- Local Guide
UNIOPOLIS — More than 80 people turned out for a special meeting Monday in Uniopolis to discuss lack of village funding and possibly unincorporating and becoming part of Union Township.
“What this is about is that we are running short on money to run the town,” Mayor Bill Rolston said. “We wanted to get feedback from the rest of the community.”
Uniopolis Village Council members called the meeting after learning federal funds for the municipality were cut 25 percent from last year for the already cash-strapped village, and state officials told them to expect a likely cut again next year.
Councilors agreed the village has two choices — either to approve a tax levy to help them run the village or to unincorporate.
Councilor Greg Ritchie did not think a tax levy was a wise choice and said he backed unicorporating the village. The village lost $25,000 in general fund money it would have used to run the village. With the village’s small size, a 1-mill property tax would raise only $2,637.21.
“We would have to have a 10-mill levy to raise the money we lost,” Ritchie said. “I don’t think that is realistic.”
Citizens brought up two primary concerns at the meeting, one being the cost of a police department and the other being concerns of zoning regulations the village would have.
Many thought the village could save money cutting police expenses, but the village had already cut police spending effective Jan. 1 of this year.
Village Solicitor Bob Fitzgerald informed the crowd that the cost of the police department was not the reason for the cash shortfall.
“The $13,000 for the police department isn’t what is making the difference here,” Fitzgerald said.
Sheriff Al Solomon, who was present at the meeting to answer questions, said he was not overly concerned with the financial strain caused if councilors decide to unincorporate. The Sheriff’s Office already provides much of the law enforcement for the village.
“Because of the limited amount of hours the village has been able to afford, we already provided a lot of coverage in this area,” Solomon said. “It would not cause any strain on the sheriff’s budget.”
If the village unincorporated, the county also would assume control of the village sewage treatment plant.
While Uniopolis does not enforce zoning, the township does have zoning regulations and a zoning inspector.
Some citizens voiced concerns with the higher cost of zoning permits in the township as compared to other townships due to its small population. Some townships have a permit fee as low as $50, while the current fee in Union Township is $750.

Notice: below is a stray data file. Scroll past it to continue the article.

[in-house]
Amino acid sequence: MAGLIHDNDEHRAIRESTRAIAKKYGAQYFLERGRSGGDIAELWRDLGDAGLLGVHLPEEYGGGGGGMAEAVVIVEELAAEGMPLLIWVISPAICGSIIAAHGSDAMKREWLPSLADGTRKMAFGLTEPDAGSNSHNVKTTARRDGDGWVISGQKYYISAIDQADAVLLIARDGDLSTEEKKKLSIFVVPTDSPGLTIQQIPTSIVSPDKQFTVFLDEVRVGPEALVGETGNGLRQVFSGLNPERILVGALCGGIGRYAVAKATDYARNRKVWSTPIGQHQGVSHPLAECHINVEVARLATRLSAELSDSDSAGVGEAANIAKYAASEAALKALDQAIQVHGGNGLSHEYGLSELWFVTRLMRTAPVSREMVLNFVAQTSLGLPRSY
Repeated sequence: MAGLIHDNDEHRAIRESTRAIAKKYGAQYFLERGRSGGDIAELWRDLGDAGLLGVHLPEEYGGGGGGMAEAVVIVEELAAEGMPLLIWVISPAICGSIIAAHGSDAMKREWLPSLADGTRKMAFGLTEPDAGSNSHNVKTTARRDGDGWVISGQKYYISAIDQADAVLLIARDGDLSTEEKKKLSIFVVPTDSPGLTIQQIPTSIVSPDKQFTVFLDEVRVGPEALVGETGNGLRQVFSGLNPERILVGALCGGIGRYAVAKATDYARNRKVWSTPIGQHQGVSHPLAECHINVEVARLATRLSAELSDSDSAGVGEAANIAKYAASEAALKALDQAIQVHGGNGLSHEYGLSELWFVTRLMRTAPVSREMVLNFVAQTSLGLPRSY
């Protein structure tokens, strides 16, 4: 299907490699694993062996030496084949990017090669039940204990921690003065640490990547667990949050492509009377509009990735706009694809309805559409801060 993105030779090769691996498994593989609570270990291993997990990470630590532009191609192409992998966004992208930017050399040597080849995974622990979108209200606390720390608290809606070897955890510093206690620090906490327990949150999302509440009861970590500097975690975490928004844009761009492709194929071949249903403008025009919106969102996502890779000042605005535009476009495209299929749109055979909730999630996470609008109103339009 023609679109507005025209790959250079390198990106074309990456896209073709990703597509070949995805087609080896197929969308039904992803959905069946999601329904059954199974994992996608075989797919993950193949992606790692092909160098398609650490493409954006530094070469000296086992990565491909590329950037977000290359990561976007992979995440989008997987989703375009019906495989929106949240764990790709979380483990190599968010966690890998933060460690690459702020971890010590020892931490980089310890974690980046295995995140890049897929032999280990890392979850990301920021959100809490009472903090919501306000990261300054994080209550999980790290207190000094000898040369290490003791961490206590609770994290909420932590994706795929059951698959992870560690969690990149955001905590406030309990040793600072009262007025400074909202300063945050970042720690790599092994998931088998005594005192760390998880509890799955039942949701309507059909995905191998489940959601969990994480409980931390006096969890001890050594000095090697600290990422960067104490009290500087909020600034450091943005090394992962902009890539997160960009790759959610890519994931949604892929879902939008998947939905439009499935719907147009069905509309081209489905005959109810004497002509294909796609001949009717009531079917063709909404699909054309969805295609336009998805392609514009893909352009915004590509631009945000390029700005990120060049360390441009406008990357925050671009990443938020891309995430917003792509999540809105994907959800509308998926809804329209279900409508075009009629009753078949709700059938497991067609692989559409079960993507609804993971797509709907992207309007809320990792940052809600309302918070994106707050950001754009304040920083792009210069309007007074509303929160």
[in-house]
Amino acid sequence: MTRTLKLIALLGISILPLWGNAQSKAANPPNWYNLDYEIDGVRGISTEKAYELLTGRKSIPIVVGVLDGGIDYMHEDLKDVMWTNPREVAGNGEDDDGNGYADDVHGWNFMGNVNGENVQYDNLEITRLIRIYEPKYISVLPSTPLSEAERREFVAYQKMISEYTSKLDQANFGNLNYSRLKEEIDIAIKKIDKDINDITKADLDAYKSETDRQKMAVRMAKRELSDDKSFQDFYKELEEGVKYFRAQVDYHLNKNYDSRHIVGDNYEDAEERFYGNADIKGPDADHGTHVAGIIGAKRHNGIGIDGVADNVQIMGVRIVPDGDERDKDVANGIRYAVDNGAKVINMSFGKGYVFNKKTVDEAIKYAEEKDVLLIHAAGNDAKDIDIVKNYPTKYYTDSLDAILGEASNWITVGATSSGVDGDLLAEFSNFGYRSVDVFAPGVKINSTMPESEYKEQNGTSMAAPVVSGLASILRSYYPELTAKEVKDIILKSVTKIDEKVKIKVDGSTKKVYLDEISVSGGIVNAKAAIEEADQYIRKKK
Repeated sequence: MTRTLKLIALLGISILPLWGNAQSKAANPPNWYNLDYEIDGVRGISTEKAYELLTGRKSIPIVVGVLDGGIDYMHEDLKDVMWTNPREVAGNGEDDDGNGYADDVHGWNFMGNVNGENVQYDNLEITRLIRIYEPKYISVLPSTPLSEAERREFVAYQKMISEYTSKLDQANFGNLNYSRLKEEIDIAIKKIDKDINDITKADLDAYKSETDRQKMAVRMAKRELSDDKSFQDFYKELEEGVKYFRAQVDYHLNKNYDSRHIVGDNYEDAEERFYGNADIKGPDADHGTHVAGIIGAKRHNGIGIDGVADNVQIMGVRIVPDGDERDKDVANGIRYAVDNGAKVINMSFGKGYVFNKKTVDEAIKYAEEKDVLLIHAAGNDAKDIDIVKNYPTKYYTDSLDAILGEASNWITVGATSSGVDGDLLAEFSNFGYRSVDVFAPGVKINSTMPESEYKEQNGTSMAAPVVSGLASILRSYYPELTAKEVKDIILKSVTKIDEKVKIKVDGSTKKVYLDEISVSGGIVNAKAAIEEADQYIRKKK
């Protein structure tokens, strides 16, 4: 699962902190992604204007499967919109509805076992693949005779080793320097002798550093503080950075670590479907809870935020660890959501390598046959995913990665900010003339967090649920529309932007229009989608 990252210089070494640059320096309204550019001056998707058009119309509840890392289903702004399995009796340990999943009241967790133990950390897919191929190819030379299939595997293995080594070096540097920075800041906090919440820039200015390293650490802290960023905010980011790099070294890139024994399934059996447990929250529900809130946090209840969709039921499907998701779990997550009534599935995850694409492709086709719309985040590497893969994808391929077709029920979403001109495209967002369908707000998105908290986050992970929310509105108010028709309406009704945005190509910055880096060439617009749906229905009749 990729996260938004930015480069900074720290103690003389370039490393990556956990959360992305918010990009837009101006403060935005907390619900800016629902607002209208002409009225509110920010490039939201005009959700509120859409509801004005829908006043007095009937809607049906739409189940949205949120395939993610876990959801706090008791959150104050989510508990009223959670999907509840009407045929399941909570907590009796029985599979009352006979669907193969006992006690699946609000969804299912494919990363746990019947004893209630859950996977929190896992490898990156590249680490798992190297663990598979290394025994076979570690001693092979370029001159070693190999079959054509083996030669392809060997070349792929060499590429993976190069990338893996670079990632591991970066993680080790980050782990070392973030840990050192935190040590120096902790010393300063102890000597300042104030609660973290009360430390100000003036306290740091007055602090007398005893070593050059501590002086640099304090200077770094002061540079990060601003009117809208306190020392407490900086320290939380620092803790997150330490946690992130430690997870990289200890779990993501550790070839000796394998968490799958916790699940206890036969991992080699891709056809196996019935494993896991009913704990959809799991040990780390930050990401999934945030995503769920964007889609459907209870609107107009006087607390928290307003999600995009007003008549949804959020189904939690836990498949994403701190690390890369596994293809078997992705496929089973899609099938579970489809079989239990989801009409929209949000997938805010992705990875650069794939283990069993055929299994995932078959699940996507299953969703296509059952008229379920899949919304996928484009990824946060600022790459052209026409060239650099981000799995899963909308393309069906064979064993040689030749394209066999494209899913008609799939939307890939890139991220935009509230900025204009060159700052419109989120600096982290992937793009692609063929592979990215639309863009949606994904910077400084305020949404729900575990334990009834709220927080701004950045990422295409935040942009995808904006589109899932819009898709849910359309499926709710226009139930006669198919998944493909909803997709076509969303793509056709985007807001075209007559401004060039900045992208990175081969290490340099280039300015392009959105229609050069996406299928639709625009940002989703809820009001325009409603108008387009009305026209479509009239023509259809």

In addition to losing funds, councilors discussed decreasing population as another factor for possibly unincorporating the village. Village population dropped 13 percent drop, or 222 people, between 2000 to 2010.
“You have probably voted for more township trustees than you have council members,” Ritchie said. “The council has one empty seat now, and three of the five seats are appointed.”
Councilor Marilyn Fleck said she did not want to see the village lose its corporation status, but she couldn’t see any other choice.
“We have cut everything we can cut,” Fleck said. “We are meeting to pay the bills and that is about it. There isn’t any money to do anything else.”
The move would have to be placed on the ballot for a vote.
For a successful petition, it would require signatures from 40 percent of the residents who voted in the last election.
The last election count was estimated at 90, so approximately 36 signatures would be needed to put the measure on the ballot.
Fitzgerald said if done timely, it could be on the ballot by the November election.
Councilors agreed that they rather make the move sooner rather than later, in an effort to not compound the problem when municipalities take another hit next year.
Residents still have questions, but they felt they knew enough to know councilors have no other option but to unincorporated.
Resident Ronald Brackney summed up those feelings toward the end of the meeting, stating, “We are still here whether we are incorporated or not. We are still a community.”
“I have lived here for 60 years and it doesn’t bother me at all,” Don Webb said. “I’ve felt we should have done this a long time ago.”
Two Union Township trustees, Dale Miller and Steve Severt, attended the meeting to hear what residents had to say.
“Do we want it, no,” Miller said after the meeting. “We are getting cuts too and we have enough problems of our own. We don’t want it but we have to work with them. If we don’t do it, it may happen anyhow. This way we can work with them.”
Severt agreed that the sooner it is done, if it is going to happen, the better.
“There are still a lot of questions on how the funding is going to go,” Severt said, “but we rather take over it before they get in a bigger hole.”